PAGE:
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    $\begingroup$ "if we empty jug $k$ when it is full, [...] the only effect we can have on the total amount of water is to add or subtract $v_n$ repeatedly, for each $n\in[1,j]$." This feels like a false premise (though likely I'm just misunderstanding, no mathematician, I), as jugs can be topped up or emptied when only partially filled, and I feel there are cases which rely on this. For example, "Given [99, 99, 100], get 2" has a step where you alter the total water stored by 1, which is not any $v_k$. $\endgroup$ Jan 30, 2016 at 4:06
  • $\begingroup$ @DewiMorgan Your concern is addressed two sentences later in "However, if jug l is full, ..." Basically, a partially filled jug can only contain an amount that is the sum or difference of v[n]'s. $\endgroup$ Feb 25, 2017 at 8:03
  • $\begingroup$ @RoobieNuby I am likely misunderstanding, but the "However" sentence seems to list only the case where the source jug is full and the destination jug empty, so that "the amount of water left in jug l is vl−vm". The case of pouring a jug into a vessel that already contains liquid is not covered there. $\endgroup$ Mar 2, 2017 at 4:46
  • $\begingroup$ @DewiMorgan What I wrote addressed your concern. A non-empty non-full jug can only contain a sum or difference of multiples of v[n]s. When you pour one such amount into another jug, the amount left in either jug at the end will also be a sum or difference of multiples of v[n]s. $\endgroup$ Mar 3, 2017 at 14:41
  • $\begingroup$ @RoobieNuby I agree with you that you can alter the total amount of water by any sum or difference of V[n]s. However, this does not seem to be what this answer is saying. It seems to be saying, very clearly, "the only effect we can have on the total amount of water is to add or subtract V[n] repeatedly" - this seems demonstrably false, hence my comment. Given jugs of volume 2 and a 3, we can increase or decrease the total volume of water by 1. In this case, 1 is no V[n]. So we are doing something to the total volume of water which is not "add or subtract V[n] repeatedly". $\endgroup$ Mar 4, 2017 at 6:56
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I wrote a program to find general solutions to the decanting problem. I generalized the problem a little bit by allowing you to search for not just getting a single jug with $n$ liters, but listing the amount of water in each jug. So for instance if you have a 5 liter jug and a 3 liter jug, 4 3 is a possible state.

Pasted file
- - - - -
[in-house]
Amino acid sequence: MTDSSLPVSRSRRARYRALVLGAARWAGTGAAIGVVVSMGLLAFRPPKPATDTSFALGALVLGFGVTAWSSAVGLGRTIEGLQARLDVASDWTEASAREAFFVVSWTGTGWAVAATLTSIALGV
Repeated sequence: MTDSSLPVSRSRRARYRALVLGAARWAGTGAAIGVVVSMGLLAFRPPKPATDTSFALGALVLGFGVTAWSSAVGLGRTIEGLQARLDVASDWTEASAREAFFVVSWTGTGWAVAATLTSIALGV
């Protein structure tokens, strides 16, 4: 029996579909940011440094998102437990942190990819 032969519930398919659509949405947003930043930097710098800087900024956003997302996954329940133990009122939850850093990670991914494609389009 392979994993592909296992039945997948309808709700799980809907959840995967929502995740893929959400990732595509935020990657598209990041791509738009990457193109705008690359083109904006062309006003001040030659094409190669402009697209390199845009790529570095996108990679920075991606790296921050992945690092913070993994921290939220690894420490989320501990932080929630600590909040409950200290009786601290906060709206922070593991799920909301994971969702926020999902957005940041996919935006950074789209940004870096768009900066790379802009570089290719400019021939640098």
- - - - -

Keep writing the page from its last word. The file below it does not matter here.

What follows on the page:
To use: compile the code with gcc jugs.c -o jugs. Then use the program by calling it and passing it the list of jug sizes you have. It will print all possible states that are reachable and provide instructions on how to reach that state.

Each state is given a state number based upon when it was located, and it provides instructions on how to reach that state for instance start at state 3 then transfer jug 3 into jug 2. The second line provides a full list of how to reach that state starting from all jugs empty.

Example:

./jugs 5 3
Jugs                5   3   
Step 0
Step 1
First occurance of 5
State 1 S0  F 0         5   0   
F 0 

First occurance of 3
State 2 S0  F 1         0   3   
F 1 

Step 2
State 3 S1  F 1         5   3   
F 0 F 1 

First occurance of 2
State 4 S1 T0 1         2   3   
F 0 T0 1 

State 5 S2 T1 0         3   0   
F 1 T1 0 

Step 3
State 6 S4  E 1         2   0   
F 0 T0 1 E 1 

State 7 S5  F 1         3   3   
F 1 T1 0 F 1 

Step 4
State 8 S6 T0 1         0   2   
F 0 T0 1 E 1 T0 1 

First occurance of 1
State 9 S7 T1 0         5   1   
F 1 T1 0 F 1 T1 0 

Step 5
State 10 S8  F 0        5   2   
F 0 T0 1 E 1 T0 1 F 0 

State 11 S9  E 0        0   1   
F 1 T1 0 F 1 T1 0 E 0 

Step 6
First occurance of 4
State 12 S10 T0 1       4   3   
F 0 T0 1 E 1 T0 1 F 0 T0 1 

State 13 S11 T1 0       1   0   
F 1 T1 0 F 1 T1 0 E 0 T1 0 

Step 7
State 14 S12  E 1       4   0   
F 0 T0 1 E 1 T0 1 F 0 T0 1 E 1 

State 15 S13  F 1       1   3   
F 1 T1 0 F 1 T1 0 E 0 T1 0 F 1 

Step 8
First occurance of 0 step 0
First occurance of 1 step 4
First occurance of 2 step 2
First occurance of 3 step 1
First occurance of 4 step 6
First occurance of 5 step 1

You may find it useful to filter the output if there is a single state you are searching for.

Ex.

./jugs 5 3 | grep -A2 'First occurance of 4'
First occurance of 4
State 12 S10 T0 1       4   3   
F 0 T0 1 E 1 T0 1 F 0 T0 1 
--
First occurance of 4 step 6
First occurance of 5 step 1

Ex 2:

./jugs 11 9 7 5 | grep -A1 $'3\t8\t1\t5'
State 3839 S3821  F 3       3   8   1   5   
F 0 F 2 T2 1 T0 3 T0 2 T3 0 F 3 T3 1 T1 2 T2 0 E 0 T3 0 F 3 

So if you have jugs with sizes of 11, 9, 7, and 5, you can reach a state of 3 in the 11, 8 in the 9, 1 in the 7, and 5 in the 5. To do so you fill jug 0, fill jug 2, transfer jug 2 into jug 1, etc.

Code:

#include <stdio.h>
#define maxstates 10000
#define maxsteps 100
#define stringsize 30
int isstatenew(int *states,int numstates,int numjugs)
{
int stateindex, jugnumber;
for(stateindex = 0;stateindex<numstates;stateindex++)
for(jugnumber = 0;;jugnumber++)
{
    if(jugnumber == numjugs)
    return 0;
    if(*(states+numstates*numjugs+jugnumber) != *(states + stateindex*numjugs+jugnumber))
    break;
}
return 1;
}

void traceback(char *statereachingconditions,int statenumber,int *previousstates, int stepnumber)
{
int previous[stepnumber];
previous[stepnumber-1] = statenumber;
int index;
for(index = stepnumber-2;index>=0;index--)
previous[index] = *(previousstates+previous[index+1]);
for(index = 0;index<stepnumber;index++)
printf("%s ",strpbrk (statereachingconditions+stringsize*previous[index],"EFT"));
printf("\n\n");
}

int main(int argc, char **argv)
{
int numjugs = argc-1;
int jugs[numjugs];
int jugnumber;

int *states = malloc(numjugs*maxstates*sizeof(int));
int *previousstates = malloc(maxstates*sizeof(int));
char *statereachingconditions = malloc(stringsize*maxstates*sizeof(char));
int higheststatenumthisstep[maxsteps];
int numstates;

int step=0;